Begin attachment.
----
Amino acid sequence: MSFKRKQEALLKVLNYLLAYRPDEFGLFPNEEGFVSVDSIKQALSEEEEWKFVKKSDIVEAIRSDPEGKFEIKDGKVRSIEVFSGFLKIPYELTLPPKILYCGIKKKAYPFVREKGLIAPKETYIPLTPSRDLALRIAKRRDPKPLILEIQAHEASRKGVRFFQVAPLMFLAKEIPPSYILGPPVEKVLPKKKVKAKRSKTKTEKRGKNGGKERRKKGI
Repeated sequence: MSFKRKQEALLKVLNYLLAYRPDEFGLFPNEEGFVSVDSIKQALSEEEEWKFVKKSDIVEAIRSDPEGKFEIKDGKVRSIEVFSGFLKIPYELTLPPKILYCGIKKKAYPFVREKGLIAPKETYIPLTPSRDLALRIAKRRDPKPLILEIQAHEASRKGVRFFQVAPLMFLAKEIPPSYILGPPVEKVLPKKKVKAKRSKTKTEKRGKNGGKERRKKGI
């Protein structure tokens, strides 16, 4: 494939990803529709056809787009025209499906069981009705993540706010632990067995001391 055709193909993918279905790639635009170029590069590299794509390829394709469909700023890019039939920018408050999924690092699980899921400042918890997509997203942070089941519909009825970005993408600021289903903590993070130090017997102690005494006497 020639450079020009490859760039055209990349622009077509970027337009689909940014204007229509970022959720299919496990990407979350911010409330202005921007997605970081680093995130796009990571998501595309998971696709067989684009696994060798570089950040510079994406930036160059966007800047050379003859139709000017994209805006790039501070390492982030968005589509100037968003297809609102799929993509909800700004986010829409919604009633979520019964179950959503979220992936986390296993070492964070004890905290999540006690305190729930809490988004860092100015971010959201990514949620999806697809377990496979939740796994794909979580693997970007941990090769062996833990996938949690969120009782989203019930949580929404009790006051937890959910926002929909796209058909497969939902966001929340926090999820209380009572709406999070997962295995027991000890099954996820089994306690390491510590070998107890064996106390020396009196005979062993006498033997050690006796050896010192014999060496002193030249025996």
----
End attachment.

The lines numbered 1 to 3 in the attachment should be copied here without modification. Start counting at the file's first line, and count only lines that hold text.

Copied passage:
Amino acid sequence: MSFKRKQEALLKVLNYLLAYRPDEFGLFPNEEGFVSVDSIKQALSEEEEWKFVKKSDIVEAIRSDPEGKFEIKDGKVRSIEVFSGFLKIPYELTLPPKILYCGIKKKAYPFVREKGLIAPKETYIPLTPSRDLALRIAKRRDPKPLILEIQAHEASRKGVRFFQVAPLMFLAKEIPPSYILGPPVEKVLPKKKVKAKRSKTKTEKRGKNGGKERRKKGI
Repeated sequence: MSFKRKQEALLKVLNYLLAYRPDEFGLFPNEEGFVSVDSIKQALSEEEEWKFVKKSDIVEAIRSDPEGKFEIKDGKVRSIEVFSGFLKIPYELTLPPKILYCGIKKKAYPFVREKGLIAPKETYIPLTPSRDLALRIAKRRDPKPLILEIQAHEASRKGVRFFQVAPLMFLAKEIPPSYILGPPVEKVLPKKKVKAKRSKTKTEKRGKNGGKERRKKGI
């Protein structure tokens, strides 16, 4: 494939990803529709056809787009025209499906069981009705993540706010632990067995001391 055709193909993918279905790639635009170029590069590299794509390829394709469909700023890019039939920018408050999924690092699980899921400042918890997509997203942070089941519909009825970005993408600021289903903590993070130090017997102690005494006497 020639450079020009490859760039055209990349622009077509970027337009689909940014204007229509970022959720299919496990990407979350911010409330202005921007997605970081680093995130796009990571998501595309998971696709067989684009696994060798570089950040510079994406930036160059966007800047050379003859139709000017994209805006790039501070390492982030968005589509100037968003297809609102799929993509909800700004986010829409919604009633979520019964179950959503979220992936986390296993070492964070004890905290999540006690305190729930809490988004860092100015971010959201990514949620999806697809377990496979939740796994794909979580693997970007941990090769062996833990996938949690969120009782989203019930949580929404009790006051937890959910926002929909796209058909497969939902966001929340926090999820209380009572709406999070997962295995027991000890099954996820089994306690390491510590070998107890064996106390020396009196005979062993006498033997050690006796050896010192014999060496002193030249025996």